Chiropractic adjustment or manipulation is a drug-free, non-invasive approach to common musculoskeletal conditions such as headache, neck and back pain. As such, it is a low risk therapy. Complications arising from adjustment are rare.
How is chiropractic adjustment performed?
Chiropractic adjustment or manipulation is a manual procedure that utilizes the highly refined skills developed during four intensive years of chiropractic education. The chiropractor typically uses his/her hands to manipulate the joints of the body, particularly the spine, in order to reduce pain, and restore or enhance joint function. Chiropractic manipulation is a highly controlled procedure that rarely causes discomfort. The chiropractor adapts the procedure to meet the specific needs of each patient. Patients often note positive changes in their symptoms immediately following treatment.
Does chiropractic treatment require a referral from a medical doctor?
No, a patient does not have to be referred. Chiropractors are legislated as primary-contact health-care professionals in every province in Canada. This means patients can consult them directly. However, chiropractors often work closely with MDs, 44 per cent of whom refer their patients to chiropractors when they believe chiropractic treatment will help to solve, control or complement medical therapy for a number of common conditions or manage and relieve pain resulting from injury.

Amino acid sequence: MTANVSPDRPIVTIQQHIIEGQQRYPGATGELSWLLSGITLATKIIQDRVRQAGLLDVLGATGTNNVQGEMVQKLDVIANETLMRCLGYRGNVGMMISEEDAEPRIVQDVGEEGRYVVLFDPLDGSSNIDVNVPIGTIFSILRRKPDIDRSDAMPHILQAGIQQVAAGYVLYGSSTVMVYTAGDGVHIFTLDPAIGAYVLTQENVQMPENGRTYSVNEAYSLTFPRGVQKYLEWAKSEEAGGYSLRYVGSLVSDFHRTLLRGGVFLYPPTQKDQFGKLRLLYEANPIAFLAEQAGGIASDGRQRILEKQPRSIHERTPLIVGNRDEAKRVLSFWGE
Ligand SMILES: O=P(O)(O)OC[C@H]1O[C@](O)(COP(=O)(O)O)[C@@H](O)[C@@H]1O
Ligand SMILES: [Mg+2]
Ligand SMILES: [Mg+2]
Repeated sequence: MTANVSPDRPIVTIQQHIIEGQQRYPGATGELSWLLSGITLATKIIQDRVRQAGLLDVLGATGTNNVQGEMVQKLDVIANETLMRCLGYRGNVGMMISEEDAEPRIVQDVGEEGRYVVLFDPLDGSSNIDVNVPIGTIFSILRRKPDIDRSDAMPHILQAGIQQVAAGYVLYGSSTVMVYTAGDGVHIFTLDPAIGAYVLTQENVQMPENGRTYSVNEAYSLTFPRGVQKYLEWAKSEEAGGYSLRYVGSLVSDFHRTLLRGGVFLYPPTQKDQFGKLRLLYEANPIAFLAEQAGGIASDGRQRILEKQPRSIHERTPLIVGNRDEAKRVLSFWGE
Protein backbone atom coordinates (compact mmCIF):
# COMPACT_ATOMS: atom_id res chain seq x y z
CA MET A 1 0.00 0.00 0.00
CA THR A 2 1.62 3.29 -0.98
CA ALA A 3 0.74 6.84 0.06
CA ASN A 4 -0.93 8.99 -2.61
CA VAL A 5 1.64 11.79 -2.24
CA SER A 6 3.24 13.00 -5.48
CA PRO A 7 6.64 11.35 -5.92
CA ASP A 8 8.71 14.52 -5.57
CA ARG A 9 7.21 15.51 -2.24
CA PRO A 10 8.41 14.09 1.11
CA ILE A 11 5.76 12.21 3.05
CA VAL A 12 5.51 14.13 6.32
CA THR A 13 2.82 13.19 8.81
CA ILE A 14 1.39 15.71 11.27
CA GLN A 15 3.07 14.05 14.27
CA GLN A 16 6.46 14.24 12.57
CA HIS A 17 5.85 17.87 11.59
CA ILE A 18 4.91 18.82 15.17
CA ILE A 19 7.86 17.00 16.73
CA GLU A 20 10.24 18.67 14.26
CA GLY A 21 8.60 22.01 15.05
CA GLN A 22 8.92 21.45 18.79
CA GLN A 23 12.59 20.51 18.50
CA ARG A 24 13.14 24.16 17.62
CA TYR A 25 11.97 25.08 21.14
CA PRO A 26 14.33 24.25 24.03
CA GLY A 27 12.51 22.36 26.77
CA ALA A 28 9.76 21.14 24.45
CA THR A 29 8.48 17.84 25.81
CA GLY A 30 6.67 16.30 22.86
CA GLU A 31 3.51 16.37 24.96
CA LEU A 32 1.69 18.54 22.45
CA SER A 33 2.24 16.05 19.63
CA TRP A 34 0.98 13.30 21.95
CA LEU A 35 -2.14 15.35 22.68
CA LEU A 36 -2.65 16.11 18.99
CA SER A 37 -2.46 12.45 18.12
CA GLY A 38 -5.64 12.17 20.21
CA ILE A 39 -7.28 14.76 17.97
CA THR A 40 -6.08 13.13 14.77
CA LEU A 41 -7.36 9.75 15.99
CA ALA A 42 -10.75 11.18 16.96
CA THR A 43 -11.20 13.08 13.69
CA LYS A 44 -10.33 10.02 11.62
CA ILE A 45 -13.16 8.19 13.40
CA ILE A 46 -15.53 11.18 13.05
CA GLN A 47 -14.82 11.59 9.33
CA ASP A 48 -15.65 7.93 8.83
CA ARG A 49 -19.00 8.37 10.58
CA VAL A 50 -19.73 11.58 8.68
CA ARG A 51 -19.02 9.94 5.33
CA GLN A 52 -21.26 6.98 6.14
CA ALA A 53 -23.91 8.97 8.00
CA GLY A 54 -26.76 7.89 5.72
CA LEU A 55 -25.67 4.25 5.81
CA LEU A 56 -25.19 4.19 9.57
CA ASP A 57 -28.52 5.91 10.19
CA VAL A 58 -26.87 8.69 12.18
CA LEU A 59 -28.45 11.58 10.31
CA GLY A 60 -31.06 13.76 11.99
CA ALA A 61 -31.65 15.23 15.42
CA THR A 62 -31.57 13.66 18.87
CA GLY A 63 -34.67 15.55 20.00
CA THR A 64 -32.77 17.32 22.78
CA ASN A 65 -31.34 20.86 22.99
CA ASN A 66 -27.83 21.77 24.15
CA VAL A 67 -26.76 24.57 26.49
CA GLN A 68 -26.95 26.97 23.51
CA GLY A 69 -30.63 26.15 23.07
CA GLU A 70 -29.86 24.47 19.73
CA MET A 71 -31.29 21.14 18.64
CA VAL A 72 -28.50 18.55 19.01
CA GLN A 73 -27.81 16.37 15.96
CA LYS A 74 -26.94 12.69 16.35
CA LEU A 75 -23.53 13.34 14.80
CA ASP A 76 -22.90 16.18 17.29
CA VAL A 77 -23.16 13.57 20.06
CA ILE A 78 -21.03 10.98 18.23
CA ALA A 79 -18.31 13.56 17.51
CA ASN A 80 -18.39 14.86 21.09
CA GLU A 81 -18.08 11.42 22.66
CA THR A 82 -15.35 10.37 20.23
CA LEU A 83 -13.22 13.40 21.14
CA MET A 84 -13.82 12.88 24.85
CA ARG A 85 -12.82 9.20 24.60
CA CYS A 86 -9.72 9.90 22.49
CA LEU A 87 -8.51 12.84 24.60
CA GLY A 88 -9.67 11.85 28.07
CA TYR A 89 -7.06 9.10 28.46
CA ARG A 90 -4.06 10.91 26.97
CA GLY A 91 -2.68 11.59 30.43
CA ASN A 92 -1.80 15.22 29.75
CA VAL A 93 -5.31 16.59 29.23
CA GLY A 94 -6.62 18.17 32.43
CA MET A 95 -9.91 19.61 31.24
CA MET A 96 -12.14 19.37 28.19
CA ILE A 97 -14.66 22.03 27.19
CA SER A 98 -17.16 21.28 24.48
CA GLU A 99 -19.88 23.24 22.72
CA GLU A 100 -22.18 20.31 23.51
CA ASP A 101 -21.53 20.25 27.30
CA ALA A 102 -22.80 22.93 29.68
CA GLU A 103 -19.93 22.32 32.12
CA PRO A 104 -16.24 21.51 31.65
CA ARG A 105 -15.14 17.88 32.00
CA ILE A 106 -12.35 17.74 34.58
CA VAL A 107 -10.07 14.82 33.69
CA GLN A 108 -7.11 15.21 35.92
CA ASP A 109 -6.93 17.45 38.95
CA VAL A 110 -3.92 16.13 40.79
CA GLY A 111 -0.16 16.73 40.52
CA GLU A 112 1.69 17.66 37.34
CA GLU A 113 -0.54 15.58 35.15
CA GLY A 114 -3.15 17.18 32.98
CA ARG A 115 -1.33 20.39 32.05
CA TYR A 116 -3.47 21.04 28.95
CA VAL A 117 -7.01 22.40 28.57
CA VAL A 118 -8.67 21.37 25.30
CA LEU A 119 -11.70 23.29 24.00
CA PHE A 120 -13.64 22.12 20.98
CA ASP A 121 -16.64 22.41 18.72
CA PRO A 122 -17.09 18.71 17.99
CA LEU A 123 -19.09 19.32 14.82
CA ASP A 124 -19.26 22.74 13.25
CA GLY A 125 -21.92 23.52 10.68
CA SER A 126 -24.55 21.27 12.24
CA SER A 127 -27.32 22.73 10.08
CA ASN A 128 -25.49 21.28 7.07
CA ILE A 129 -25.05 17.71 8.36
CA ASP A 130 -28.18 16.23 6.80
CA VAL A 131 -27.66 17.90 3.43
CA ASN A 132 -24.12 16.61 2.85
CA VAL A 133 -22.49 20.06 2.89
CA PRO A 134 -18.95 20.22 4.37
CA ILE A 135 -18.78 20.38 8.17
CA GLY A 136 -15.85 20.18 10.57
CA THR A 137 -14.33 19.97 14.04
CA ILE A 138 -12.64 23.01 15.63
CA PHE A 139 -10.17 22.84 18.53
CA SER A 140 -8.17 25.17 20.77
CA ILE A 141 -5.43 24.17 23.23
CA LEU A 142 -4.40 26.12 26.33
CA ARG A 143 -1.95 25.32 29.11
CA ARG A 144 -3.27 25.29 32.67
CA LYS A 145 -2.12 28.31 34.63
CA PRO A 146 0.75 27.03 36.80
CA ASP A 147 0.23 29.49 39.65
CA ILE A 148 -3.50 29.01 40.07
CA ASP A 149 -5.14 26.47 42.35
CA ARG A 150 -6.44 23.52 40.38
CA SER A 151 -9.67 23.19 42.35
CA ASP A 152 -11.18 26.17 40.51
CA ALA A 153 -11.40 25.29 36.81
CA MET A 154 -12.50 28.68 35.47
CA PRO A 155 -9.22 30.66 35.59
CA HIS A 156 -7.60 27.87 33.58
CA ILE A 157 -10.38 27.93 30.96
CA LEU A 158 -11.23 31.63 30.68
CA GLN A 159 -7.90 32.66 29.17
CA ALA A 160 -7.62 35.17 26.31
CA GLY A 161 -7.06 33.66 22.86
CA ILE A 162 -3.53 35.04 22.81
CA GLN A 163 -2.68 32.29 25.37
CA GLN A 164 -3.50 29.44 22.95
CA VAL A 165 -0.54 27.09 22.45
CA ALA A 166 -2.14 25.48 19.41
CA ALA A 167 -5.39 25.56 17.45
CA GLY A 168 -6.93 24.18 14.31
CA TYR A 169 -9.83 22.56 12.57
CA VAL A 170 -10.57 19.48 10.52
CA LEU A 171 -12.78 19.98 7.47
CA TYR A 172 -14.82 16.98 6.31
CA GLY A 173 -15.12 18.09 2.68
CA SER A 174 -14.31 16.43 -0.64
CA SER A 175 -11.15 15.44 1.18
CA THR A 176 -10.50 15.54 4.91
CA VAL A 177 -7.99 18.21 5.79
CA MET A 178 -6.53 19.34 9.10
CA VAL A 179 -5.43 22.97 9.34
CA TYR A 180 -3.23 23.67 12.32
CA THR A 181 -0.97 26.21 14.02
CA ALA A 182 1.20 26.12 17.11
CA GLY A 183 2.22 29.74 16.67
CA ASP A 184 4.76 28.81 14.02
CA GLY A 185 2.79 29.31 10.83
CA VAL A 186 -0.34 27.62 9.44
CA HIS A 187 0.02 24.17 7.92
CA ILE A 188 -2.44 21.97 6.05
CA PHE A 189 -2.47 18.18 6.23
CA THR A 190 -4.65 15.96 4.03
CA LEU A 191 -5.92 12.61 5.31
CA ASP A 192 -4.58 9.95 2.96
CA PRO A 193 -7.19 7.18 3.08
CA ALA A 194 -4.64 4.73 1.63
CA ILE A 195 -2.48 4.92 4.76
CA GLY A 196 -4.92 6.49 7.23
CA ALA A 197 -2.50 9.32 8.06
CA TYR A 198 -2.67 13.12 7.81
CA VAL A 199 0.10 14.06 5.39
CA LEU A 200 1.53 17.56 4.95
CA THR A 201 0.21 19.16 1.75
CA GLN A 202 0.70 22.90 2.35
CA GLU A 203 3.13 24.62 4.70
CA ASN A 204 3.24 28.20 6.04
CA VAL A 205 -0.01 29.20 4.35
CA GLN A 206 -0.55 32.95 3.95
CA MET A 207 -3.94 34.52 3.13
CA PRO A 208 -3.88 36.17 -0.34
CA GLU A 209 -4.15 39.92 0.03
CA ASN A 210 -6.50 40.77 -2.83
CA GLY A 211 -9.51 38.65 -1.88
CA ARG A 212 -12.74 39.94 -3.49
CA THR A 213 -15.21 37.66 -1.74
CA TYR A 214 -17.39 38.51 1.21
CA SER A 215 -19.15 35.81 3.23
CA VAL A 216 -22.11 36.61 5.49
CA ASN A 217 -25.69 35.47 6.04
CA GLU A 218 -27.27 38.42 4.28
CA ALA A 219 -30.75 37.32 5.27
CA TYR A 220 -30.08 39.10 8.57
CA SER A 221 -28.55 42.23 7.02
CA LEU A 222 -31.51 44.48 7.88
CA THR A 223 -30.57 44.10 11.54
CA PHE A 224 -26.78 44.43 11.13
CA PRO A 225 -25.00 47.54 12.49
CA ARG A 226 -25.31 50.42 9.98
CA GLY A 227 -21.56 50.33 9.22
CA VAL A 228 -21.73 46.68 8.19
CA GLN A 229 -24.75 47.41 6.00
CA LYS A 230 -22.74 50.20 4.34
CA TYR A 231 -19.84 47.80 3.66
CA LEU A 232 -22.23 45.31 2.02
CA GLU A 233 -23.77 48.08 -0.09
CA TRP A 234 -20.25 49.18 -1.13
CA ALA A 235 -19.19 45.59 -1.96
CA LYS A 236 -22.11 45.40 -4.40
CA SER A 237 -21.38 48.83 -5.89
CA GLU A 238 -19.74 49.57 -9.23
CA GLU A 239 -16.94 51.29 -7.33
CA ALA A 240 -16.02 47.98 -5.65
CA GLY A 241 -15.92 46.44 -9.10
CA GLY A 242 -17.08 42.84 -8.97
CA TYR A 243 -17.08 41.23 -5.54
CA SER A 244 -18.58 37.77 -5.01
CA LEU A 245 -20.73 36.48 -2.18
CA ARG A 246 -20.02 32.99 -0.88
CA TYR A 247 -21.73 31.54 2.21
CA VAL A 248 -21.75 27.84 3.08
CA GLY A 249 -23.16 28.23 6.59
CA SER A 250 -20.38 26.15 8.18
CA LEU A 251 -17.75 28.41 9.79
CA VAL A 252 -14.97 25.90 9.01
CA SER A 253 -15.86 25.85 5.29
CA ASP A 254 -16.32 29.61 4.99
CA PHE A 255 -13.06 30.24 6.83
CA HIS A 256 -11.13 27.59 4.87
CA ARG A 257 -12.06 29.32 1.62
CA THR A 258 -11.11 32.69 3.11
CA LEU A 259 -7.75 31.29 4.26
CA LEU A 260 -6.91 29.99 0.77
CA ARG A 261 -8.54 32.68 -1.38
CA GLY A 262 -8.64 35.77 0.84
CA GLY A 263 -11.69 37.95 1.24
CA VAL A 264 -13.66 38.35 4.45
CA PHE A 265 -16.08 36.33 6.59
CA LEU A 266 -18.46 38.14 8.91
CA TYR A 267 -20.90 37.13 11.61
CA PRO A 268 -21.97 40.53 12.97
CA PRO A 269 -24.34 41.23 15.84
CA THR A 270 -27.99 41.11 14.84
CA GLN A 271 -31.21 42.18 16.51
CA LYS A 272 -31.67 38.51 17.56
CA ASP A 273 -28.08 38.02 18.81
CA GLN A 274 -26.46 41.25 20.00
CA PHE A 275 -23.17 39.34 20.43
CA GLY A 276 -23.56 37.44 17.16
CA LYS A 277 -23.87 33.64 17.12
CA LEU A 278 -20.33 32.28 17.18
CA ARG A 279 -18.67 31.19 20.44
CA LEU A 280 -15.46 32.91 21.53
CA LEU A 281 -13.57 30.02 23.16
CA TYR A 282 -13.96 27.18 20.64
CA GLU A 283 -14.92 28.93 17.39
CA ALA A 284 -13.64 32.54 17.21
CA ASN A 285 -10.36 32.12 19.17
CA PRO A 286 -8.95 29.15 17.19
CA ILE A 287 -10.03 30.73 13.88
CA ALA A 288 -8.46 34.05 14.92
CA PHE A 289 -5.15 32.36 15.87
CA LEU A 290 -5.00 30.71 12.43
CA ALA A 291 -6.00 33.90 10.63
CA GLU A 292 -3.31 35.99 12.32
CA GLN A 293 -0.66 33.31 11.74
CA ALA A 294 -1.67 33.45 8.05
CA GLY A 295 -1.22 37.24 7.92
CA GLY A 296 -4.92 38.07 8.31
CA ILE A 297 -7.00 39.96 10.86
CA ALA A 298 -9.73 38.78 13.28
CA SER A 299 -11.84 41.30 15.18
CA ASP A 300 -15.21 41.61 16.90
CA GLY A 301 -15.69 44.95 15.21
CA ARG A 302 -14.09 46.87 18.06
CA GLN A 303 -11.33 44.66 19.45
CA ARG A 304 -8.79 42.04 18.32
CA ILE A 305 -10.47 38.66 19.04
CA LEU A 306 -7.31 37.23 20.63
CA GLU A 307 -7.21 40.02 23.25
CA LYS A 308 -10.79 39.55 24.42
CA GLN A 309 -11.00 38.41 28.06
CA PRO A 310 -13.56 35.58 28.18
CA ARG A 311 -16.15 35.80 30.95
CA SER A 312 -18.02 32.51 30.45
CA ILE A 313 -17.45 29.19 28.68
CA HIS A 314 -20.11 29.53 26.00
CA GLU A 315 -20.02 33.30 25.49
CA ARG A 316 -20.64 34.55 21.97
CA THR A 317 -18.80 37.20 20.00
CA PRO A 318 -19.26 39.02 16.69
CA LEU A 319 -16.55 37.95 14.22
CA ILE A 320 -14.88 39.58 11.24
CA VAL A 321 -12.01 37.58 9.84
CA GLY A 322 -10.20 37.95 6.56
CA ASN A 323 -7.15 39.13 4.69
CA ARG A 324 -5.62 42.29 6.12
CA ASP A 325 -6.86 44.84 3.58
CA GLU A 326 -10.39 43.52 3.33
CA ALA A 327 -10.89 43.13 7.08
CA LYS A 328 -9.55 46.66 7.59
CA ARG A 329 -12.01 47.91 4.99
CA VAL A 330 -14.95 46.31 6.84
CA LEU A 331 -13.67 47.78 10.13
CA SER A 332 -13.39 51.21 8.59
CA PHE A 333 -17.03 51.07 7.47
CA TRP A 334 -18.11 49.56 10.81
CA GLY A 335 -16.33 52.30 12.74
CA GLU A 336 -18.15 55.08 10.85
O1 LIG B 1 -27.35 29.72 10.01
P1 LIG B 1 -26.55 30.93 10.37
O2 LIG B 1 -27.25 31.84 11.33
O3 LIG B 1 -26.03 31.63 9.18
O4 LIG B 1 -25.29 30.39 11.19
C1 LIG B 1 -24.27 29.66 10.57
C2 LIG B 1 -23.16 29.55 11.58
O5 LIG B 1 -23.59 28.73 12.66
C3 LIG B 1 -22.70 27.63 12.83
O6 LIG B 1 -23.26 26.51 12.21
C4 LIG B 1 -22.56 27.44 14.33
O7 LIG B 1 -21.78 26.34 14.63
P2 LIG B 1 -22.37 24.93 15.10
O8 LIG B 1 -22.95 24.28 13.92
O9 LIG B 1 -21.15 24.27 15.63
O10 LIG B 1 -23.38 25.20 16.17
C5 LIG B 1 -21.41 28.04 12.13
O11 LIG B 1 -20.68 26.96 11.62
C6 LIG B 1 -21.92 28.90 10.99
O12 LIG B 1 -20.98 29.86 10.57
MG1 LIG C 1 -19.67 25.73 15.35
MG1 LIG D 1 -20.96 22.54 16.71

Can chiropractic treatment cure colds, earaches and other ailments?
Chiropractic care cannot cure these conditions, but there is some evidence to indicate that adjustment may have a beneficial effect on a variety of conditions. Adjustment may alleviate some of the secondary, or referred pain, arising from the response of the musculoskeletal structures to the primary cause. For example, research conducted in Denmark resulted in chiropractic treatment being recommended for the relief of infantile colic. Similarly, a recent U.S. study concluded that the application of manipulative techniques in children with recurring ear infections can prevent or decrease surgical intervention or antibiotic overuse.